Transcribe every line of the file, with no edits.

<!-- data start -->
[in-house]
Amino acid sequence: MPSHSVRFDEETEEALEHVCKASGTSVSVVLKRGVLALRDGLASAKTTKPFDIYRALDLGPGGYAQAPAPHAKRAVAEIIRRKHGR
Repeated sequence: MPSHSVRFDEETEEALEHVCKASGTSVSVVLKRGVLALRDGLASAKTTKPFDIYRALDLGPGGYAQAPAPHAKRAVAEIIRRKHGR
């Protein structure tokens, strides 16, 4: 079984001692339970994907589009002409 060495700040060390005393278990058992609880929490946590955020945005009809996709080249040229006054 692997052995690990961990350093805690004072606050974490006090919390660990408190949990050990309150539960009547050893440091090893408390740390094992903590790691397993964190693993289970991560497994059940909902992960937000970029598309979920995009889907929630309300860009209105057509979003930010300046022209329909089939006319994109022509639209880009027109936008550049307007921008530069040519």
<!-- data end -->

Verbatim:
[in-house]
Amino acid sequence: MPSHSVRFDEETEEALEHVCKASGTSVSVVLKRGVLALRDGLASAKTTKPFDIYRALDLGPGGYAQAPAPHAKRAVAEIIRRKHGR
Repeated sequence: MPSHSVRFDEETEEALEHVCKASGTSVSVVLKRGVLALRDGLASAKTTKPFDIYRALDLGPGGYAQAPAPHAKRAVAEIIRRKHGR
């Protein structure tokens, strides 16, 4: 079984001692339970994907589009002409 060495700040060390005393278990058992609880929490946590955020945005009809996709080249040229006054 692997052995690990961990350093805690004072606050974490006090919390660990408190949990050990309150539960009547050893440091090893408390740390094992903590790691397993964190693993289970991560497994059940909902992960937000970029598309979920995009889907929630309300860009209105057509979003930010300046022209329909089939006319994109022509639209880009027109936008550049307007921008530069040519």